Building better government IT: understanding community beliefs and attitudes toward smart card technologies
Government smart cards have promised substantial improvements in public services delivery, yet they often seem to encounter great public suspicion, distrust and hostility. Very few contemporary studies have addressed the issue of understanding the actual beliefs and attitudes toward such initiatives. In this study, we investigate the beliefs and attitudes surrounding the ill-fated Australian Government's Health and Social Services Smart Card. We apply a proven electronic business theory model to address the research question: what are the general beliefs and attitudes of the Australian community and industry toward the introduction and use of the smart card? The study uses a composite concept mapping and content analysis technique to reveal that information security, personal privacy and the spectre of a national identification card engender serious community concerns over the proposed introduction of the smart card. The article brings further empirical understanding of the use of public smart cards, while highlighting the importance of political transparency, broad ranging community consultations, and sound technical design in electronic government projects.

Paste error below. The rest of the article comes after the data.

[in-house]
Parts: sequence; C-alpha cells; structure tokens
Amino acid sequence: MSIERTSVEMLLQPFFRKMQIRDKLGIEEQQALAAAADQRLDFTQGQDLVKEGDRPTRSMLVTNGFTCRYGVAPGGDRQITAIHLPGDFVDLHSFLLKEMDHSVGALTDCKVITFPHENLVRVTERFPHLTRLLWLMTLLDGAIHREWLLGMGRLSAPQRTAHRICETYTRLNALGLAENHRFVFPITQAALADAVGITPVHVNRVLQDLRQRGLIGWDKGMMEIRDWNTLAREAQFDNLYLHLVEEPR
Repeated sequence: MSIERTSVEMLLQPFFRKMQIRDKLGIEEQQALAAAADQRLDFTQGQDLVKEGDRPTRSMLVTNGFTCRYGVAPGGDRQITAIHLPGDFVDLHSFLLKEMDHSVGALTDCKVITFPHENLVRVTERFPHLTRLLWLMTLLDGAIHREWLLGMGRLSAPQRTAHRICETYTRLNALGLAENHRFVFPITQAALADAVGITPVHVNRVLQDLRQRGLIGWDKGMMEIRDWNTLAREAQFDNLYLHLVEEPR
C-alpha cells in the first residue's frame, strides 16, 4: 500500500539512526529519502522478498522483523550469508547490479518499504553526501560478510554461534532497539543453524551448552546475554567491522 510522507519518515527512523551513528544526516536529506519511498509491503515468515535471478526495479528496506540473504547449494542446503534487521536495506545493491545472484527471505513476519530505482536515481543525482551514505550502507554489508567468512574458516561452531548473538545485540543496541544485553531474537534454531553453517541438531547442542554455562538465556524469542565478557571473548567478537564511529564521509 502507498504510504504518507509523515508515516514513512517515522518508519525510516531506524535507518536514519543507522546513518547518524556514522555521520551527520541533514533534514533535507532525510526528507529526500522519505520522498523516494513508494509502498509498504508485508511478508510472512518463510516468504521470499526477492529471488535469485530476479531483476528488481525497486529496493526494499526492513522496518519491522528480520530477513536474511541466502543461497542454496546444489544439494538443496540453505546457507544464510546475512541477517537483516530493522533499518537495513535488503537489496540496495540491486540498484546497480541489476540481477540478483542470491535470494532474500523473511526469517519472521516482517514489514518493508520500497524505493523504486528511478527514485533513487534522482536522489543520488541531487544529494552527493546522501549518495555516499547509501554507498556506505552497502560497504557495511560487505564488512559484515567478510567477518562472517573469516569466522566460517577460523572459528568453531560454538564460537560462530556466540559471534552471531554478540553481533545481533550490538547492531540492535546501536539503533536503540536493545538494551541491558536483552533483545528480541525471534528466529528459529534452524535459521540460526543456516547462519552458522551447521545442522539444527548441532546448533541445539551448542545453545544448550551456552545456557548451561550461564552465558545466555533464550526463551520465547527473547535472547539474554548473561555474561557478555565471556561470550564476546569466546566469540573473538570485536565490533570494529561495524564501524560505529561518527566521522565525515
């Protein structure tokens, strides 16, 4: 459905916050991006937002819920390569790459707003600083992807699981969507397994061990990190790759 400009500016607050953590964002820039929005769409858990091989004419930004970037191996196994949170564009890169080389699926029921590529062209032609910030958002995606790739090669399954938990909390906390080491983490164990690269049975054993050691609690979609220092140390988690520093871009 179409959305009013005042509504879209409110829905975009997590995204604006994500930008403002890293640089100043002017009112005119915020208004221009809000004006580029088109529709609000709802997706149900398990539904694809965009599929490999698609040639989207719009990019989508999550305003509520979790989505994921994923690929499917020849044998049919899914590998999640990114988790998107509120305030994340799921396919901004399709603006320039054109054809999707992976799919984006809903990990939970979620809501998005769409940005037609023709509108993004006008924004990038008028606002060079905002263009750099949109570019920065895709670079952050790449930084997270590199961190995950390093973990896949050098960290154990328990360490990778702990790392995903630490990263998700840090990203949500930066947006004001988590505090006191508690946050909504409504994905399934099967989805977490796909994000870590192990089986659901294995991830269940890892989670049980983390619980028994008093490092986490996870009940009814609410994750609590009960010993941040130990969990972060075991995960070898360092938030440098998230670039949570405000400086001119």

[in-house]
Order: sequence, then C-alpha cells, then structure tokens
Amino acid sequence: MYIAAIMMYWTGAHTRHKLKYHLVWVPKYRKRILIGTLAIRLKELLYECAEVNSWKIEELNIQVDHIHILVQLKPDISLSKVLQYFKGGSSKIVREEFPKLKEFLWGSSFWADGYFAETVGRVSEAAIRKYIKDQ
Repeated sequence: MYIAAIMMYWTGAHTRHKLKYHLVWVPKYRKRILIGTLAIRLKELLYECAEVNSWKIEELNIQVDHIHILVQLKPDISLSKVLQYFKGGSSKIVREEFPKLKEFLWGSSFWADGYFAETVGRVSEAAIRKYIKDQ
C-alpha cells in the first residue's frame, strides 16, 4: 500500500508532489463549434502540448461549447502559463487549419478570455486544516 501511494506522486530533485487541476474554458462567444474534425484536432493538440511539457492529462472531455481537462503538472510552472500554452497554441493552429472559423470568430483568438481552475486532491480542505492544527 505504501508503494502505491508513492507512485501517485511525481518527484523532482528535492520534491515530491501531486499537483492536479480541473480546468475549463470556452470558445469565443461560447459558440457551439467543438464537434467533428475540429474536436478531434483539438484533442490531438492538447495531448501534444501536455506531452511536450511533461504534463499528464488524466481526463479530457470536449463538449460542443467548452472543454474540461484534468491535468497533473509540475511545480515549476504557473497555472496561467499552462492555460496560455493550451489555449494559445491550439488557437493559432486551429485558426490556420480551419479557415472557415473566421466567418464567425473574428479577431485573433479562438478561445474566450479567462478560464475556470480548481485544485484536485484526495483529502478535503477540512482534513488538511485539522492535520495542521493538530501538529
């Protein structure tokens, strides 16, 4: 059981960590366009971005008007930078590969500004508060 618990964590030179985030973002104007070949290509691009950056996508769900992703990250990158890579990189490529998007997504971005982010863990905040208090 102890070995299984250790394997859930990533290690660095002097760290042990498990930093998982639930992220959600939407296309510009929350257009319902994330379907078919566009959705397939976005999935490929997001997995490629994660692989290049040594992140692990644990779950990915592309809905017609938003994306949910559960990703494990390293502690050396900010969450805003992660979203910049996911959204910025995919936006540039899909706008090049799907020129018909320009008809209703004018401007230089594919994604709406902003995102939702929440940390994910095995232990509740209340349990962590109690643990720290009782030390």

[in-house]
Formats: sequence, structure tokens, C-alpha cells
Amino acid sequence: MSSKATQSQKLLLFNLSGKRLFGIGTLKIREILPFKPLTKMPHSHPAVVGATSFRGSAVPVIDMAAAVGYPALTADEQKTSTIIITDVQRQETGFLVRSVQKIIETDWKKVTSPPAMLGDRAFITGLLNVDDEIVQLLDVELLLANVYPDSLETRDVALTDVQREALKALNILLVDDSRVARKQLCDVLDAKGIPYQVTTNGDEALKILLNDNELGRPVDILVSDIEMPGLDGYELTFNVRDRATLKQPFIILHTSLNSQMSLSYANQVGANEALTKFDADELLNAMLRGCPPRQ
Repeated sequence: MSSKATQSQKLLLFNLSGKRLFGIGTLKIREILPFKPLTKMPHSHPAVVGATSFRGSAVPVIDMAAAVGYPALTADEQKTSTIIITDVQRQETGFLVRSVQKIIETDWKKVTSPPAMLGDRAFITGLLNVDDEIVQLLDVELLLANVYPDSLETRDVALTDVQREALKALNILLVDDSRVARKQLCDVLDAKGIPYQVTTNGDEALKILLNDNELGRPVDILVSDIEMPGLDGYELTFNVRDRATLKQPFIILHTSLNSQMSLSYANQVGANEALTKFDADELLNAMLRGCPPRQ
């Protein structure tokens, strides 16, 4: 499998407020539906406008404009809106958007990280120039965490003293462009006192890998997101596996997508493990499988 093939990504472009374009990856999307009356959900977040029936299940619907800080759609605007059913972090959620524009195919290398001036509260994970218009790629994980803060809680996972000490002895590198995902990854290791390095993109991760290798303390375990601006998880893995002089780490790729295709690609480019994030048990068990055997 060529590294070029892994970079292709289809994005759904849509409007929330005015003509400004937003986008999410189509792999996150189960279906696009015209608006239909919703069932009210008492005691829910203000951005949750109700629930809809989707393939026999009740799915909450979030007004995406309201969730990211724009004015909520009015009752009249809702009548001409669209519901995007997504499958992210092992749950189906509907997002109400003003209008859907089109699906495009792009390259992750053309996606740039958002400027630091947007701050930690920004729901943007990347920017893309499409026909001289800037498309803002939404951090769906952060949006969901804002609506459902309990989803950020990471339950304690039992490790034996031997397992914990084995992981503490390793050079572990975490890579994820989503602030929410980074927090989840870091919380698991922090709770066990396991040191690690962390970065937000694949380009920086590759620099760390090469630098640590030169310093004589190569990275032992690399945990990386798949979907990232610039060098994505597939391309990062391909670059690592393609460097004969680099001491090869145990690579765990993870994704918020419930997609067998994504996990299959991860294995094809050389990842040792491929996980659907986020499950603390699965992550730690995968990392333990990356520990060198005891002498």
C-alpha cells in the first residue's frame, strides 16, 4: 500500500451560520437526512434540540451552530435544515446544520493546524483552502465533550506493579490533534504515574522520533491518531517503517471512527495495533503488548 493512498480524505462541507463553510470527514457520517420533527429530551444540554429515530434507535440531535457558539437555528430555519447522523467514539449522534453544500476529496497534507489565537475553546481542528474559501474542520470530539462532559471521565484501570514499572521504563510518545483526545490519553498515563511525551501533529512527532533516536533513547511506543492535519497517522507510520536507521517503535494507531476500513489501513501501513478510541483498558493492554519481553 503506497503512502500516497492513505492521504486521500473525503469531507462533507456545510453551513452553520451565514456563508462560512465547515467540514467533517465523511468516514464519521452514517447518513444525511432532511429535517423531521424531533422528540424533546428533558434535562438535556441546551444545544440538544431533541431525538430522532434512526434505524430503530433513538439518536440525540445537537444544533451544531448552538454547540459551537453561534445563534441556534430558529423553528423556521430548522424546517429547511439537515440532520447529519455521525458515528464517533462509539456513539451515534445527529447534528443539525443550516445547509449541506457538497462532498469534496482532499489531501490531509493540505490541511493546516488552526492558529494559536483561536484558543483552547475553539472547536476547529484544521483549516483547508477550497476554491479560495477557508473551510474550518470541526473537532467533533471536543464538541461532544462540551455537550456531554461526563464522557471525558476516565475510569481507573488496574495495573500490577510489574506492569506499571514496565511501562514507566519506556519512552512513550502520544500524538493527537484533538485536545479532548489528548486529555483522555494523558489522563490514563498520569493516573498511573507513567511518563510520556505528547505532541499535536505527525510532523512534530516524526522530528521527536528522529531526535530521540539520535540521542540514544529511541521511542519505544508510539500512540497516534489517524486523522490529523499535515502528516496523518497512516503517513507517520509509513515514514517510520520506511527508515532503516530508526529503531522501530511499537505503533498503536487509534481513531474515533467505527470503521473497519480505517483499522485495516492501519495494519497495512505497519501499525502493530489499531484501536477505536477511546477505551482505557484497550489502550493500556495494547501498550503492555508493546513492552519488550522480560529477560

Behaviour & Information Technology
Information and Computing Sciences not elsewhere classified